Audience Research Internship
People often suggest to students of history that they should go and work in museums. I don’t know how many of us actually end up taking this to heart, but this summer I had the opportunity to work not just in one Oxford University Museum, but in all of them. I joined the busy team at Oxford ASPIRE for six weeks working as an Audience Research intern, based in the Museum of Natural History but spending my time working on projects which would benefit all four university museums.
I was looking to gain a varied experience as an intern over the summer sampling a number of areas of work, and I was not disappointed. After a brief crash course getting to know the museums, their visitors and the work that goes on in the ASPIRE offices, I was soon getting stuck in looking at visitor data and producing my own surveys and analyses for various departments in the museum.
Some of the things I got up to during my stay with ASPIRE:
- I processed the data from the survey kiosks in each of the museums – lengthy, but worthwhile and at times amusing, thanks to would-be comedians with their less helpful but rather more creative responses in the open-ended comments sections (looking at you, guy who asked for a Lamborghini showroom in Pitt Rivers).
- I went to an ASPIRE event (see another blog post on the one I attended on intellectual property and copyright!) and sat in on an Ashmolean audience development seminar, to which I probably contributed little but learnt a lot about the insight-seeking, culturally-awakened, intellectually-confident family fun that goes on in the Ashmolean’s visitor demographic.
- I spent two weeks working out on the floor in the museums themselves, talking to visitors and gauging attitudes towards the possibility of incorporating public WiFi and new online content across the museums. NB: apps and QR codes are in right now, and Apple is everywhere.
- I worked on a new development from the Education Department, involving a very exciting new set of touchable exhibits for the Museum of Natural History. I observed people using the existing tables - including the much-loved fox with its slowly receding fur-line – then followed up with a test run of a brand-new, shiny prototype exhibit, which will hopefully take concrete (albeit reptilian) form in the museum very shortly.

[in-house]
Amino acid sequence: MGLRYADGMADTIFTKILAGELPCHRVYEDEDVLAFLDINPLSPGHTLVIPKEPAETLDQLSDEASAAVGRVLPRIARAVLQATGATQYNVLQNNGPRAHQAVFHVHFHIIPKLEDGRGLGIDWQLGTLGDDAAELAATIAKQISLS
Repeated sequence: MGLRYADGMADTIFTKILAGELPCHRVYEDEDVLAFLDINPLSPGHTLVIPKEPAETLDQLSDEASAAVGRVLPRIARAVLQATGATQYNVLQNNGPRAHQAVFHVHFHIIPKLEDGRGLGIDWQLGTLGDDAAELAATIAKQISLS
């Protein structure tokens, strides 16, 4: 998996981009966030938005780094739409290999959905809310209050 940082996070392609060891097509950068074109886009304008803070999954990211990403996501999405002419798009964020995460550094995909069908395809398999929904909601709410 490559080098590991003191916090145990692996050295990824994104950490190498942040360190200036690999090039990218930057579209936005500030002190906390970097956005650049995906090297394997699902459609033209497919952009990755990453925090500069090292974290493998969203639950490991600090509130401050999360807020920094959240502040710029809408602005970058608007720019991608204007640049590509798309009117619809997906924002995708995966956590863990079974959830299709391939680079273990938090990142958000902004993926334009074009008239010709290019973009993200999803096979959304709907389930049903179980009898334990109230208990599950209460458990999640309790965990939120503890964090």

- I also got the chance to pose as a journalist for a while and conduct some longer, recorded interviews based on the perception and value of authenticity in the museums. Turns out people don’t really mind the imposter dodo, but his feet sure do look plasticky.
It wasn’t all work, because I also got the chance to sample the Ashmolean’s restaurant, pick the brains of some great people doing a number of different things in the museums and with other heritage-related projects, and, of course, take the time to roam the museums enjoying the latest offerings like the Discovering Tutankhamun and Eye of the Needle exhibitions (complimentary tickets - #perksofthejob), which I would recommend to all.
All in all, I found my six weeks at ASPIRE to be a fantastic experience, and because of the variety of tasks I was given the chance to work on I was able to gain and develop a number of skills, both in the office and outside it. As well as becoming familiar with methods of data collation, audience research, data analysis and strategic planning, my time with ASPIRE showed me a whole new perspective of behind-the-scenes museum operations. Having spent much time being a casual user of museums, it was great to be able to see it from an internal perspective. Though I’m sad to be leaving the office, and my Morton’s staff discount, I will no doubt be frequently returning to stalk the museums and point out to anyone who will listen anything and everything I was even tangentially responsible for helping to produce.